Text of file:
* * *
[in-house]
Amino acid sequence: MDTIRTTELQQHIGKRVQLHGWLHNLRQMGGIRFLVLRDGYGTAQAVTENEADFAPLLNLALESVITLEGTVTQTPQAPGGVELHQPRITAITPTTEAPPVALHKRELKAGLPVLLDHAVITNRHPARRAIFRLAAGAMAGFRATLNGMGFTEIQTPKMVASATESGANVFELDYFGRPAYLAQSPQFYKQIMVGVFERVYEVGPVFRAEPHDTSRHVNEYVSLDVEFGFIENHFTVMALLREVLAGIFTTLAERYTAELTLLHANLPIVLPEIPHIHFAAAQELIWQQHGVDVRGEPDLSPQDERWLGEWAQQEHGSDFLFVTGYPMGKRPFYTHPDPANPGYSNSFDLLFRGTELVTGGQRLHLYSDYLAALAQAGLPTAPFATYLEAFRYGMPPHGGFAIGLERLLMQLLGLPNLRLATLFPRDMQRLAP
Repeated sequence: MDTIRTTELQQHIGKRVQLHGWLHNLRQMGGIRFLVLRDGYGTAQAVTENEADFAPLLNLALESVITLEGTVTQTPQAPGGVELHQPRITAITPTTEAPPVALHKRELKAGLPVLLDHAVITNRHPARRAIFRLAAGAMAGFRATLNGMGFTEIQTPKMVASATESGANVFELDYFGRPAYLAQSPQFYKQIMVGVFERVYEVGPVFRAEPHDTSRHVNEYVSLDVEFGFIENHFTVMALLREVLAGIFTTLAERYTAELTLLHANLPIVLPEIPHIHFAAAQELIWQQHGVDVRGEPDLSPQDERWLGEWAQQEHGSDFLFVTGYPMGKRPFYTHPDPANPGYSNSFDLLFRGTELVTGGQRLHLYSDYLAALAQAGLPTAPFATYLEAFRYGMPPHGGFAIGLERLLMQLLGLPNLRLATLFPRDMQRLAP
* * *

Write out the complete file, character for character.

[in-house]
Amino acid sequence: MDTIRTTELQQHIGKRVQLHGWLHNLRQMGGIRFLVLRDGYGTAQAVTENEADFAPLLNLALESVITLEGTVTQTPQAPGGVELHQPRITAITPTTEAPPVALHKRELKAGLPVLLDHAVITNRHPARRAIFRLAAGAMAGFRATLNGMGFTEIQTPKMVASATESGANVFELDYFGRPAYLAQSPQFYKQIMVGVFERVYEVGPVFRAEPHDTSRHVNEYVSLDVEFGFIENHFTVMALLREVLAGIFTTLAERYTAELTLLHANLPIVLPEIPHIHFAAAQELIWQQHGVDVRGEPDLSPQDERWLGEWAQQEHGSDFLFVTGYPMGKRPFYTHPDPANPGYSNSFDLLFRGTELVTGGQRLHLYSDYLAALAQAGLPTAPFATYLEAFRYGMPPHGGFAIGLERLLMQLLGLPNLRLATLFPRDMQRLAP
Repeated sequence: MDTIRTTELQQHIGKRVQLHGWLHNLRQMGGIRFLVLRDGYGTAQAVTENEADFAPLLNLALESVITLEGTVTQTPQAPGGVELHQPRITAITPTTEAPPVALHKRELKAGLPVLLDHAVITNRHPARRAIFRLAAGAMAGFRATLNGMGFTEIQTPKMVASATESGANVFELDYFGRPAYLAQSPQFYKQIMVGVFERVYEVGPVFRAEPHDTSRHVNEYVSLDVEFGFIENHFTVMALLREVLAGIFTTLAERYTAELTLLHANLPIVLPEIPHIHFAAAQELIWQQHGVDVRGEPDLSPQDERWLGEWAQQEHGSDFLFVTGYPMGKRPFYTHPDPANPGYSNSFDLLFRGTELVTGGQRLHLYSDYLAALAQAGLPTAPFATYLEAFRYGMPPHGGFAIGLERLLMQLLGLPNLRLATLFPRDMQRLAP